Unfortunately the INLS are ONLY lifted on MSC’s MPS ships since the USN has given up on side loading pontoons. A shame because with modern cranes it would be even easier than the RFA lift & lock in system.
    I would be interested to know if the RN/RLC use their Mexeflotes as does the USN configured in RRDF -Roll-on/Roll-off Discharge Facilies?
    MSC has just last year connected an HSV, LSD and several landing craft to an RRDF off Africa.
    I should also mention the US Army’s Trident pier system which is similar.

  9. in response to Peter Arundel the Mexe now has an electronic remote system fitted to control speed and prop direction.

  10. great article. Ex 17 P&M myself. Sad to say that the mexe development really hasn’t kept pace with technology. AFAIK there are no twistlocks for ISO lockdown – indeed one of the “safety features” was that cargo should slip gently overboard in the event of excessive sea states.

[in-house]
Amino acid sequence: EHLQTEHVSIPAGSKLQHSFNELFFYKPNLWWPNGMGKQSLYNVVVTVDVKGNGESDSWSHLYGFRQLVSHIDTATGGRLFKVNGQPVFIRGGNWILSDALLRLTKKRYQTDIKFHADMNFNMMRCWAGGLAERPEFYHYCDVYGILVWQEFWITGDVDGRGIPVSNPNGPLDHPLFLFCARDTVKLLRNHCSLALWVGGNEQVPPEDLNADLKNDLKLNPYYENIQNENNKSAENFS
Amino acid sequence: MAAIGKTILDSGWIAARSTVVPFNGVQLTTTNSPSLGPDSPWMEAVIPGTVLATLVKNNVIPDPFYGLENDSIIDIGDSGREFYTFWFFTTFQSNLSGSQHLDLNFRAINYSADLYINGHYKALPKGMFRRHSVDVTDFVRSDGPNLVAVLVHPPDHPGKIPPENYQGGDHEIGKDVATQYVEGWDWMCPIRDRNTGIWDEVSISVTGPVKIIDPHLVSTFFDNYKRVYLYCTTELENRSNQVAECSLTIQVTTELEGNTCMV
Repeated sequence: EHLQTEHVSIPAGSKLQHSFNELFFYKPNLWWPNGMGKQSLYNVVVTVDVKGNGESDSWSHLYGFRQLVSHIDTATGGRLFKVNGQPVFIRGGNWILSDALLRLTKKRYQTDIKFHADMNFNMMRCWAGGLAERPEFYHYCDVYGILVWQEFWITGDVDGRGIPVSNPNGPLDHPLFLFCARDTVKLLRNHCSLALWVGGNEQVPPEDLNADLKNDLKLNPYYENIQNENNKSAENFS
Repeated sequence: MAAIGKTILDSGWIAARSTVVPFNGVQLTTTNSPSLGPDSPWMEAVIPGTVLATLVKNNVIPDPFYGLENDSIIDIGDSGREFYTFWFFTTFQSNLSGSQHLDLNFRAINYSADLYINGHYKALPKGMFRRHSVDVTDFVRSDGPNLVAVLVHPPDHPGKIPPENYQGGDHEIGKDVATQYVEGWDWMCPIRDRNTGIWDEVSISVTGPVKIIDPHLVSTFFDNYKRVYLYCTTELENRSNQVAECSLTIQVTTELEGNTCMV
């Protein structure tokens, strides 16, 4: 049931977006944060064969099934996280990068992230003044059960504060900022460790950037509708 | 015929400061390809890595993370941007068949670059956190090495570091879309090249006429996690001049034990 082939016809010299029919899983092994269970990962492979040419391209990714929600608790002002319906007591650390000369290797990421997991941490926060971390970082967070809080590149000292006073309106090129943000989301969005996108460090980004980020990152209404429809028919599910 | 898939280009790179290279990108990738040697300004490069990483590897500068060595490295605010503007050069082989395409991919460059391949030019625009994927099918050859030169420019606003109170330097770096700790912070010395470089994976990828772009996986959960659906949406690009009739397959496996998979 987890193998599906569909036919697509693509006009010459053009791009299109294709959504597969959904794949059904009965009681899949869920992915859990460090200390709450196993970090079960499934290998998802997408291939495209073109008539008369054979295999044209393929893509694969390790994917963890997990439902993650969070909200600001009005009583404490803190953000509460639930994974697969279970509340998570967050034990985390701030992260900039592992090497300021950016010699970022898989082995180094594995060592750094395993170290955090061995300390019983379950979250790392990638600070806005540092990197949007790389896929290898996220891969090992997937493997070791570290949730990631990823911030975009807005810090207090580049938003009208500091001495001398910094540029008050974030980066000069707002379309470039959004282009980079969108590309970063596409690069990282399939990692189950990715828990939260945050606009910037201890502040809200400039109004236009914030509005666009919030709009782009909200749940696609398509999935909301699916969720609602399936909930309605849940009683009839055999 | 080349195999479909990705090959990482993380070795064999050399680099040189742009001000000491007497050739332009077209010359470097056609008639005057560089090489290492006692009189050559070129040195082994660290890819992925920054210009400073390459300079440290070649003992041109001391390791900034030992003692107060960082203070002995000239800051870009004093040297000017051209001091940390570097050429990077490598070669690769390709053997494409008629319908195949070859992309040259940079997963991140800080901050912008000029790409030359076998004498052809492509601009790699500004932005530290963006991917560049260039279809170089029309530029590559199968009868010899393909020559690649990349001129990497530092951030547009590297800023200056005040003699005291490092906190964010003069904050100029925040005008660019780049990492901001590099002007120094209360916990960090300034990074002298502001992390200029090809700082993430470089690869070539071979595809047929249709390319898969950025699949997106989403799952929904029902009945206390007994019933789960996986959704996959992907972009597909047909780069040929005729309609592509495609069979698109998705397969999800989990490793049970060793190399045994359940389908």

11. what UK should have done of course is developed the Ramp support Platform concept into a portable linkspan so that any RoRo could be made operable in any port

  12. Would love to have got some pictures of the haulermatics falling off the mexe raft in stanley harbour, anyone out there have any. brings back good memories, very cold and very wet ones,I remember thinking at the time what the heck am I doing in this back end of who knows where place freezing,cold wet and hungry,but they were good times really.